In Japan, nature has to be controlled and made to serve humans. Recyclying is only for humans, for economic reasons... People (in the country) still fear the kami and give offerings in shrines. Many people, I noticed, still believe in ghosts and spirits ! They don't see any problem with hiking along a crowded well asphalted road with signs, vending machines and shops/restaurants everywhere, for the sake of convenience, and have the nerves to call that a walk in nature ! Nature, for me, is a place far from human civilisations, far from buildings, asphalted roads and other people, where we can listen to the birds, observe animals in their habitat in all quiteness... In Japan I found that enjoying nature meant more things like going to an aquarium, take a guided tour around a small island with vending machines everywhere, or sit on a crowded beach where even seagulls are scarce. When they want something really wild, they go to Hokkaido...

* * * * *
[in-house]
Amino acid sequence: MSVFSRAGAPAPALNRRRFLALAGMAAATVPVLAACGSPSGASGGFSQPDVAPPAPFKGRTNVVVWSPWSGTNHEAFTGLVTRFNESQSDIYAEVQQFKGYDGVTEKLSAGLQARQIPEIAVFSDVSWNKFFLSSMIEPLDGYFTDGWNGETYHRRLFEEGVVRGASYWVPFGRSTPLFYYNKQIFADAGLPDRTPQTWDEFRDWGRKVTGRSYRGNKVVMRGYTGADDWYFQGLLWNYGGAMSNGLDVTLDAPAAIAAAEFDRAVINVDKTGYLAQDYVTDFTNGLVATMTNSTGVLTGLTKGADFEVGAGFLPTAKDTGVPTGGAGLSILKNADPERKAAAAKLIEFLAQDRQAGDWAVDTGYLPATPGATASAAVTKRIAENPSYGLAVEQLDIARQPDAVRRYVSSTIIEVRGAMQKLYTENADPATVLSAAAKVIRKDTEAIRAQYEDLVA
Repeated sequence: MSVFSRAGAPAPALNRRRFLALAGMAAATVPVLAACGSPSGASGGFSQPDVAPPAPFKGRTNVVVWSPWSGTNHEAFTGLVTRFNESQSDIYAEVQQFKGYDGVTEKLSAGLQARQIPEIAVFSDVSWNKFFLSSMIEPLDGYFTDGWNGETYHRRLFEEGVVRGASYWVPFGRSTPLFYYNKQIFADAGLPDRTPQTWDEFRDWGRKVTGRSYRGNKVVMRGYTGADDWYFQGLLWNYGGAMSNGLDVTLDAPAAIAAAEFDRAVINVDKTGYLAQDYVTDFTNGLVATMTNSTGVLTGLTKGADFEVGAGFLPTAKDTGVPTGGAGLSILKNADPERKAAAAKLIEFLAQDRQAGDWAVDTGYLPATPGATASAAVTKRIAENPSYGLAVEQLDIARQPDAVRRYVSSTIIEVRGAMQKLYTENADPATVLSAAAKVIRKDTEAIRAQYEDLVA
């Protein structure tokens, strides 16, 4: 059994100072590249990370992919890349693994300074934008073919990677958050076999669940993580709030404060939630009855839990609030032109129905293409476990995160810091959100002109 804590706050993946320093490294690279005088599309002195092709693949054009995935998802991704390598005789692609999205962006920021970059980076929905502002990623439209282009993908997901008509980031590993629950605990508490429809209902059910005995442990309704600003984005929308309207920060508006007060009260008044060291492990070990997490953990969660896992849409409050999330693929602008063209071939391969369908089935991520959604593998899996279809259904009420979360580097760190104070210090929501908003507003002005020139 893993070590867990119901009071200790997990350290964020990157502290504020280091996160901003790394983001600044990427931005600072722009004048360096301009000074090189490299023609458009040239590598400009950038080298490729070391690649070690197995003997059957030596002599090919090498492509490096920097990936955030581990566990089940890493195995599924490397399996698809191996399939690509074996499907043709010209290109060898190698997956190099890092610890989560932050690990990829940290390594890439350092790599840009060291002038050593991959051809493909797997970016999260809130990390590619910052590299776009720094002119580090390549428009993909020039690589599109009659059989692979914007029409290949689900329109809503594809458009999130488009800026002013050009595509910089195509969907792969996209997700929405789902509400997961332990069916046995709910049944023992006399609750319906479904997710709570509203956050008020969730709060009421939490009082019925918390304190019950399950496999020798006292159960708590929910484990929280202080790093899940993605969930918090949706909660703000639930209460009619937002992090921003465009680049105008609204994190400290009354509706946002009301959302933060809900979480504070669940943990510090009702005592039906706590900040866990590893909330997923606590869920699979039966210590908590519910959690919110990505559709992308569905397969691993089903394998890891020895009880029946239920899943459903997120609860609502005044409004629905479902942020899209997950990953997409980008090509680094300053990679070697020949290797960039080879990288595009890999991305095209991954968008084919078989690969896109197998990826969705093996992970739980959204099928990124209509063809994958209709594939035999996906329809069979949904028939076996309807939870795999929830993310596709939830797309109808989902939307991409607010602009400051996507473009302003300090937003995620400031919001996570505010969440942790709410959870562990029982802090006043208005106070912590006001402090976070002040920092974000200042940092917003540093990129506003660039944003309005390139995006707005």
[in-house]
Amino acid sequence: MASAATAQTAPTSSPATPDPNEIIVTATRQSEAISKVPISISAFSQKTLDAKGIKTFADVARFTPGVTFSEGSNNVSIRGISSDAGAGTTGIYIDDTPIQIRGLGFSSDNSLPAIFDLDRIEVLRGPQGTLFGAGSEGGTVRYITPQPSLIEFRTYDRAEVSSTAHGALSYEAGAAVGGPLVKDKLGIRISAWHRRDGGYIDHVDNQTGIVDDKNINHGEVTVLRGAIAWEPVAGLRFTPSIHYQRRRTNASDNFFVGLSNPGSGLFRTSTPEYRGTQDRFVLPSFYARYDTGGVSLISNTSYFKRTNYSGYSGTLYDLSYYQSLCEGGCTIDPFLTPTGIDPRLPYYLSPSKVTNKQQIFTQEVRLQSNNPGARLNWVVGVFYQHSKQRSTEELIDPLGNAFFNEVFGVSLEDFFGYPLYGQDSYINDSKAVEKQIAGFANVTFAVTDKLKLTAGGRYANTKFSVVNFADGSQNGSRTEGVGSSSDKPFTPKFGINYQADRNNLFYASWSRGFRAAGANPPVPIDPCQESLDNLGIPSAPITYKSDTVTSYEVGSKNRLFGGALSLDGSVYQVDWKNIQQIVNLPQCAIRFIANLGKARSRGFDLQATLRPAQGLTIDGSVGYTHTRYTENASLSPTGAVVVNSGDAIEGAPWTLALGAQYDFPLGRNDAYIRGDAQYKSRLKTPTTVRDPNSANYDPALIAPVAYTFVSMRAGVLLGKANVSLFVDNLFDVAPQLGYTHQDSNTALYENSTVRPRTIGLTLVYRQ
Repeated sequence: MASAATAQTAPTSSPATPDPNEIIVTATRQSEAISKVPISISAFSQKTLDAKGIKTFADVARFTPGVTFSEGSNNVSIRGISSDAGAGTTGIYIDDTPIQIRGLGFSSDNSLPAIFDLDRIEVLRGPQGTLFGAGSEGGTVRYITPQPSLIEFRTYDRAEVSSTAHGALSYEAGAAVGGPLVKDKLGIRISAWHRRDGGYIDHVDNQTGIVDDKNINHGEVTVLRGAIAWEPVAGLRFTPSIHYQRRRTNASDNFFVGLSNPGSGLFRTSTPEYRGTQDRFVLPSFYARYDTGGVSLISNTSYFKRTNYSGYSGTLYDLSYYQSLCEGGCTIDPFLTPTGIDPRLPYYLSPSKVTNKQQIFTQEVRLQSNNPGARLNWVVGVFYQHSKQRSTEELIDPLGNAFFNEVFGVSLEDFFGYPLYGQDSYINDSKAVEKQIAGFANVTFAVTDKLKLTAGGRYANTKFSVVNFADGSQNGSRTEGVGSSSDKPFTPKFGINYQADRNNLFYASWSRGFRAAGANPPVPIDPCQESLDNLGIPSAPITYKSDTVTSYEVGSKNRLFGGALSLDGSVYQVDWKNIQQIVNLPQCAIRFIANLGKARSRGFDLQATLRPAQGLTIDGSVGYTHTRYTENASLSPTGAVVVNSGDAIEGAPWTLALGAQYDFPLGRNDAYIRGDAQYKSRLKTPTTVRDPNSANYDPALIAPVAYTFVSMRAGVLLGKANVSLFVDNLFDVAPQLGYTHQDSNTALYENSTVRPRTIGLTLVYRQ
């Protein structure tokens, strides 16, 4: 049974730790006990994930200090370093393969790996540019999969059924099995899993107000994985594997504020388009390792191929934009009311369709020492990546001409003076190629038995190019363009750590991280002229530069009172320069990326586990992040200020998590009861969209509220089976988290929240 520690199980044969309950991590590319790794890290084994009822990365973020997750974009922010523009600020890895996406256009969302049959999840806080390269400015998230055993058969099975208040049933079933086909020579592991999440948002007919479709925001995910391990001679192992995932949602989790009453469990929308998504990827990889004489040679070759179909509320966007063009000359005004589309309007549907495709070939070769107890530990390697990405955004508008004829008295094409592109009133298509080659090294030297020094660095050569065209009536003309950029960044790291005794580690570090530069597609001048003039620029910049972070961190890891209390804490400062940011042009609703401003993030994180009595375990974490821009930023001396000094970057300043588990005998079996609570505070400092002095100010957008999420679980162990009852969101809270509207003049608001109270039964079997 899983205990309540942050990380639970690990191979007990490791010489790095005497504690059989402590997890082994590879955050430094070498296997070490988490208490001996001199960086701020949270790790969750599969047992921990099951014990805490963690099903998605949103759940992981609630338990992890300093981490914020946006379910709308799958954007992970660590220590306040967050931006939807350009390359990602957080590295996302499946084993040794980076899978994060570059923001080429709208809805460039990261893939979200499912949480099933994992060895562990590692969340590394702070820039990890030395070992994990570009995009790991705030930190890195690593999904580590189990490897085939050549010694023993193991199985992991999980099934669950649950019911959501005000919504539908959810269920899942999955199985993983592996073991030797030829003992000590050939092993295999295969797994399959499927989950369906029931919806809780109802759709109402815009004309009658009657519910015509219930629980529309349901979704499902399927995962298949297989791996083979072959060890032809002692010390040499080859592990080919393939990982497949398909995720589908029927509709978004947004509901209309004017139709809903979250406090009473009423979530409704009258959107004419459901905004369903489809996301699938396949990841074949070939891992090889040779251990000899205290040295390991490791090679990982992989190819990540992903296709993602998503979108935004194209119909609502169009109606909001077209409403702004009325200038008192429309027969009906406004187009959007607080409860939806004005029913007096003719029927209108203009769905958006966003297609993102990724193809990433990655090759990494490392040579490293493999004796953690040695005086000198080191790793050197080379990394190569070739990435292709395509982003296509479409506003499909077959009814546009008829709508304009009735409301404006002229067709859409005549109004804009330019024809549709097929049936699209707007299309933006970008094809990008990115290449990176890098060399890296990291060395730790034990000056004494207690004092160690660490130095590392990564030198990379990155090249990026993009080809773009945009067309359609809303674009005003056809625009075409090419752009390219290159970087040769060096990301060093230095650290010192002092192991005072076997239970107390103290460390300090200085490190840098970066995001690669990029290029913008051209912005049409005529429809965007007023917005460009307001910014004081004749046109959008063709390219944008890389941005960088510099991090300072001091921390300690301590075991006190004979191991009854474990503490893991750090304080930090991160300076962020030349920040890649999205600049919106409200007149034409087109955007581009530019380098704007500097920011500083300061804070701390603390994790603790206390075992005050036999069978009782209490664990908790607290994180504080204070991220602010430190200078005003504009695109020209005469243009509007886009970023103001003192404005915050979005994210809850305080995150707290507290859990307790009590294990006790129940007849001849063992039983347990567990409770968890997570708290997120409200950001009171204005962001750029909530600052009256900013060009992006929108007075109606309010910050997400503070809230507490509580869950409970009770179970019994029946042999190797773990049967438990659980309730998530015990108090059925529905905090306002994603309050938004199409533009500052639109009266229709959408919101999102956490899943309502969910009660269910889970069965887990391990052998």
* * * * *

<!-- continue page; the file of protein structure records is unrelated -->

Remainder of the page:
Last edited by Maciamo; Nov 16, 2006 at 19:31. Reason: Automerged Doublepost

  5. #55
    Twirling dragon Maciamo's Avatar
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    Quote Originally Posted by sabro View Post
    I'm not certain that having differing names for males and females and the young of a species makes them more "childish and primitive" either. It would seem to be a jump in logic to make such an assumption.